Letter on the Redistricting of Fall River

Joint Committee on Redistricting

Southcoast Coalition on Redistricting
Growing the Political Power of
Persons of Color, New Citizens, Youth and Working Class

To The General Court of the Commonwealth of Massachusetts
Special Joint Committee on Redistricting
William N. Brownsberger, Senate Chair
Michael J. Moran, House Chair

Dear Chairs of the Special Joint Committee on Redistricting,

We, the signatories of this document, are writing to you to request changes in the congressional Districts in Fall River. In planning this redistricting, we looked at the population lost by both Congressional Districts 4 and 9 (CD-04 and CD-09). We also looked at ways in which the voting power of persons of color, new citizens, youth, and working class folks can be maximized given the diverse demographics of cities in these Districts, and of the Commonwealth of Massachusetts as a whole. It is our hope that you will see not only the numerical benefits of adopting our plan for redistricting, but also understand the value of actively looking for ways to limit the dilution of the vote of minority groups, like the ones mentioned above. If adopted, the plan laid out below could be instrumental in giving persons of color, new citizens, youth, and working class folks in Fall River and the South Coast better and more proportionate representation than ever before.

Solving the Problem of the Current Loss of Population

We begin our proposal for the congressional Districts in Fall River. Our plan consists of the following:
- move the entirety of Fall River, currently split between CD-04 and CD-09, into CD-09,
- move the entirety of Middleborough, currently fully in CD-09, into CD-04,
- move the entirety of Raynham, currently split between CD-04 and CD-08, into CD-04, and
- move the entirety of Walpole, currently fully in CD-08, into CD-04.

If these new boundaries were to be adopted, CD-04, which is currently underpopulated by around 3,080 residents, would be 394 residents over 0, which is within the approved margin for redistricting. Additionally, CD-09, which is currently underpopulated by around 19,892 residents, would be only 1,500 residents over 0, also within the approved margin for redistricting. This solves the numerical issues with the Districts’ current design. But as shown below it also enhances the political power of persons of color, new citizens, youth, and working class folks in the city of Fall River, and brings CD-09 as a whole to a better place in terms of representing these communities of interest.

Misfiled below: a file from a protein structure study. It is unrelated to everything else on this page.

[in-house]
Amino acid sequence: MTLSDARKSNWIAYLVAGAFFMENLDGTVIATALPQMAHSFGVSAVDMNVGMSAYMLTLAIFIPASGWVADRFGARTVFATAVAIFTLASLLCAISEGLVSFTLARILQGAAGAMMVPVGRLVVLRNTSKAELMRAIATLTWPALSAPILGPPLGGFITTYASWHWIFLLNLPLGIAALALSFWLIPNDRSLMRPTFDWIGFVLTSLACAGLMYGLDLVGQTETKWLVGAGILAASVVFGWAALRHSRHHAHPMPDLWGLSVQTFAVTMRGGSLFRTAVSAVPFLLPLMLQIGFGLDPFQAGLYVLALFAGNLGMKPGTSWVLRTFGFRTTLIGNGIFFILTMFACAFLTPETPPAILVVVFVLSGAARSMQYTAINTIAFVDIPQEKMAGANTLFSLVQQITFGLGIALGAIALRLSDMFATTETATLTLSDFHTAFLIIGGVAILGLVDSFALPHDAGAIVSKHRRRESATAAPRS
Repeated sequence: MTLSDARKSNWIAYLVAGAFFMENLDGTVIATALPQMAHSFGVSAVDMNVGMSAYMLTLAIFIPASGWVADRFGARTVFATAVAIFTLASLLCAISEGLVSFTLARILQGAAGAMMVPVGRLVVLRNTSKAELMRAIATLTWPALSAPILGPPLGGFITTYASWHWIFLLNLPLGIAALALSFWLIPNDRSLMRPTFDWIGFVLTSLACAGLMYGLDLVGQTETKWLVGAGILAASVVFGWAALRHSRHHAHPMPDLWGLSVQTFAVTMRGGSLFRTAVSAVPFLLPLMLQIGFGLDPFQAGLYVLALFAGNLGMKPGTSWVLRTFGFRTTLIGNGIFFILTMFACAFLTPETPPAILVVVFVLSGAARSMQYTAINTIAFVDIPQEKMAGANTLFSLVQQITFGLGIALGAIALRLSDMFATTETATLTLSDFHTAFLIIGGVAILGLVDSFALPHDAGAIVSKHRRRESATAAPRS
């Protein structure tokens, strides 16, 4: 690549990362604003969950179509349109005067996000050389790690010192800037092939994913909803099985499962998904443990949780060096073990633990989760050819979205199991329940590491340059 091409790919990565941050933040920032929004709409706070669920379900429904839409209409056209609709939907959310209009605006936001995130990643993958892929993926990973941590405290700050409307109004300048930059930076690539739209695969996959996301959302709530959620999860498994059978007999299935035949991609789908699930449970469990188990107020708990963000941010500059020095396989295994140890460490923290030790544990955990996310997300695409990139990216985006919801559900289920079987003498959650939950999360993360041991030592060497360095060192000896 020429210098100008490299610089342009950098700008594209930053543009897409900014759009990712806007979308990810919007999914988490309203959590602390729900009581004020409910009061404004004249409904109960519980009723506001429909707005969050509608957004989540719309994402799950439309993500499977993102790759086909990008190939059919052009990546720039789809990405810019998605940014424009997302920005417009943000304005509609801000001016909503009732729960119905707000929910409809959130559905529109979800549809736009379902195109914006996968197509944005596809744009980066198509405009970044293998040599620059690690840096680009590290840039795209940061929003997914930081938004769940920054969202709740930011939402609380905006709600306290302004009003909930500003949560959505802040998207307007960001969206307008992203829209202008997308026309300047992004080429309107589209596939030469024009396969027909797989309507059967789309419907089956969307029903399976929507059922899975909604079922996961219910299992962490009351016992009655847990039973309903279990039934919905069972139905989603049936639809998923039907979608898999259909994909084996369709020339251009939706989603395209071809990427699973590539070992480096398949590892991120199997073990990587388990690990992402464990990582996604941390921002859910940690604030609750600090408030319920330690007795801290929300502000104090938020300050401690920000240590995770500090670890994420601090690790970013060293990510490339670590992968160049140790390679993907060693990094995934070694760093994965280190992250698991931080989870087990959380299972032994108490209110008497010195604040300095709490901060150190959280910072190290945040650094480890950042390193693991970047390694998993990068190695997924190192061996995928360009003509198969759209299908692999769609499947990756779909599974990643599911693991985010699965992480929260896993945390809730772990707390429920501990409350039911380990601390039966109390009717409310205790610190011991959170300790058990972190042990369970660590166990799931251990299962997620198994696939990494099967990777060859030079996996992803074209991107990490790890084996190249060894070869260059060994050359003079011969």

Solving the Current Confusion and Diffusion of Accountability

The way that Fall River is currently split is problematic for its residents, as well as the residents of surrounding areas, for multiple reasons. Firstly, splitting Fall River between CD-04 and CD-09 means that the one city is left with two representatives. This can create a lot of confusion on the part of voters. And diffusion of responsibility for representatives, which works against accountability, something so important in a democracy. It is like a table at a restaurant being waited on by two people: it can create confusion for both patrons and waiters. Thus, concentrating Fall River in one District places responsibility directly onto one representative to deliver results to the people of the city. And if that one representative does not deliver, unified voters from all over Fall River will have more voting power to express their discontent and to try to hire someone else through the ballot box. Furthermore, sections one and two of Article 101 of the Massachusetts Constitution requires that Districts be contiguous and makes an effort to respect city and town boundaries, which the current splitting of Fall River does not accomplish.

Solving the Current Cracking of Minority and Working Class Communities